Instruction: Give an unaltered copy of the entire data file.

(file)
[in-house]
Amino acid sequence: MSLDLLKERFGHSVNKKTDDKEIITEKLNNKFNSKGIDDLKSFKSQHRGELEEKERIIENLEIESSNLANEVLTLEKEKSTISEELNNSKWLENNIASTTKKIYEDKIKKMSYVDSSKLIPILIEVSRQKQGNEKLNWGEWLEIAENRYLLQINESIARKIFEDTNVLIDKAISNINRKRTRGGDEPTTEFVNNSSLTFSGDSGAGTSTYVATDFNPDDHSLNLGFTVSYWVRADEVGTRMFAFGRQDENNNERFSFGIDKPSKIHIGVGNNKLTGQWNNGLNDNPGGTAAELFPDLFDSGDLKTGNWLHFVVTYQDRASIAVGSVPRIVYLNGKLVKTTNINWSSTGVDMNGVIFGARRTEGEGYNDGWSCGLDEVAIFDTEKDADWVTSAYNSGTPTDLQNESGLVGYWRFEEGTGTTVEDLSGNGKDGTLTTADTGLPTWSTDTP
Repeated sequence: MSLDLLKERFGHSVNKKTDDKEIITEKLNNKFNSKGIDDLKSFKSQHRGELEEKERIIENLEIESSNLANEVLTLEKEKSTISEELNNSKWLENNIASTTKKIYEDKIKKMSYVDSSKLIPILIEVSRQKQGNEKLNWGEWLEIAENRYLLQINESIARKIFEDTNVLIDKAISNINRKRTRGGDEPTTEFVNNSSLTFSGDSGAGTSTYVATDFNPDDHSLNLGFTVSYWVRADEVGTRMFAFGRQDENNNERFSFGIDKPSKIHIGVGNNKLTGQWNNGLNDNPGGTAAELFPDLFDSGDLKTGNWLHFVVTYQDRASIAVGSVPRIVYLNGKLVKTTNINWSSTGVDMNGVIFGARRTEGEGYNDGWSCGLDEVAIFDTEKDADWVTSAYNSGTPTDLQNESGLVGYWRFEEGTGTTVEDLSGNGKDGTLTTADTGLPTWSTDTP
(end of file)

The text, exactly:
[in-house]
Amino acid sequence: MSLDLLKERFGHSVNKKTDDKEIITEKLNNKFNSKGIDDLKSFKSQHRGELEEKERIIENLEIESSNLANEVLTLEKEKSTISEELNNSKWLENNIASTTKKIYEDKIKKMSYVDSSKLIPILIEVSRQKQGNEKLNWGEWLEIAENRYLLQINESIARKIFEDTNVLIDKAISNINRKRTRGGDEPTTEFVNNSSLTFSGDSGAGTSTYVATDFNPDDHSLNLGFTVSYWVRADEVGTRMFAFGRQDENNNERFSFGIDKPSKIHIGVGNNKLTGQWNNGLNDNPGGTAAELFPDLFDSGDLKTGNWLHFVVTYQDRASIAVGSVPRIVYLNGKLVKTTNINWSSTGVDMNGVIFGARRTEGEGYNDGWSCGLDEVAIFDTEKDADWVTSAYNSGTPTDLQNESGLVGYWRFEEGTGTTVEDLSGNGKDGTLTTADTGLPTWSTDTP
Repeated sequence: MSLDLLKERFGHSVNKKTDDKEIITEKLNNKFNSKGIDDLKSFKSQHRGELEEKERIIENLEIESSNLANEVLTLEKEKSTISEELNNSKWLENNIASTTKKIYEDKIKKMSYVDSSKLIPILIEVSRQKQGNEKLNWGEWLEIAENRYLLQINESIARKIFEDTNVLIDKAISNINRKRTRGGDEPTTEFVNNSSLTFSGDSGAGTSTYVATDFNPDDHSLNLGFTVSYWVRADEVGTRMFAFGRQDENNNERFSFGIDKPSKIHIGVGNNKLTGQWNNGLNDNPGGTAAELFPDLFDSGDLKTGNWLHFVVTYQDRASIAVGSVPRIVYLNGKLVKTTNINWSSTGVDMNGVIFGARRTEGEGYNDGWSCGLDEVAIFDTEKDADWVTSAYNSGTPTDLQNESGLVGYWRFEEGTGTTVEDLSGNGKDGTLTTADTGLPTWSTDTP